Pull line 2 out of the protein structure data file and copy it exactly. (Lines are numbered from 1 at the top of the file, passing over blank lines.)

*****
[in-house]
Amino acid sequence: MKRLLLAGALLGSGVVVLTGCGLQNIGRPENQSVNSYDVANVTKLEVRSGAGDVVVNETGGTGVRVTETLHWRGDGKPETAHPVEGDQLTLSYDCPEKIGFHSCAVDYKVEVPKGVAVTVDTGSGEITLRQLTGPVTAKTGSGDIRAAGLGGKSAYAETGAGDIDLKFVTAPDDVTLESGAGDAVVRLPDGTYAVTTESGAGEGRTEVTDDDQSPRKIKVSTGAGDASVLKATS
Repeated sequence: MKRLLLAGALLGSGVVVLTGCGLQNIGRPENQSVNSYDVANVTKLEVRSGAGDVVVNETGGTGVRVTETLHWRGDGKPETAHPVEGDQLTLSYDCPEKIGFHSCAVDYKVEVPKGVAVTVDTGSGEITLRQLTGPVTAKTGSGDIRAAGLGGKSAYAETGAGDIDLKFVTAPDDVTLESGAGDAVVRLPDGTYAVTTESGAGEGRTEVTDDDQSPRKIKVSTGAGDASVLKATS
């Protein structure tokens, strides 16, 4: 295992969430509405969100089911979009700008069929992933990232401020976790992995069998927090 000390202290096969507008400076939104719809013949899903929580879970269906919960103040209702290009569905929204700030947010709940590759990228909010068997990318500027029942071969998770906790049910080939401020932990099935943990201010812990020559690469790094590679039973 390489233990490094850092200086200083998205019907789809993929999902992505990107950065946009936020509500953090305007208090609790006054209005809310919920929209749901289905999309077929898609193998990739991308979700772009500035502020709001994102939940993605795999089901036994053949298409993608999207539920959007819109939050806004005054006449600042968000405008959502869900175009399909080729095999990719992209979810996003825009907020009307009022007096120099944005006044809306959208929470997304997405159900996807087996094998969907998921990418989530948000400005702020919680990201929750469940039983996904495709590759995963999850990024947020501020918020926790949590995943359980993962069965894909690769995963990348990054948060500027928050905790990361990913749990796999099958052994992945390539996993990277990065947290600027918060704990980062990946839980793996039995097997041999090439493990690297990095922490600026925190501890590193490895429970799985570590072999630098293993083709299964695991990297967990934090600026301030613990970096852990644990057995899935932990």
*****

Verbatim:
Amino acid sequence: MKRLLLAGALLGSGVVVLTGCGLQNIGRPENQSVNSYDVANVTKLEVRSGAGDVVVNETGGTGVRVTETLHWRGDGKPETAHPVEGDQLTLSYDCPEKIGFHSCAVDYKVEVPKGVAVTVDTGSGEITLRQLTGPVTAKTGSGDIRAAGLGGKSAYAETGAGDIDLKFVTAPDDVTLESGAGDAVVRLPDGTYAVTTESGAGEGRTEVTDDDQSPRKIKVSTGAGDASVLKATS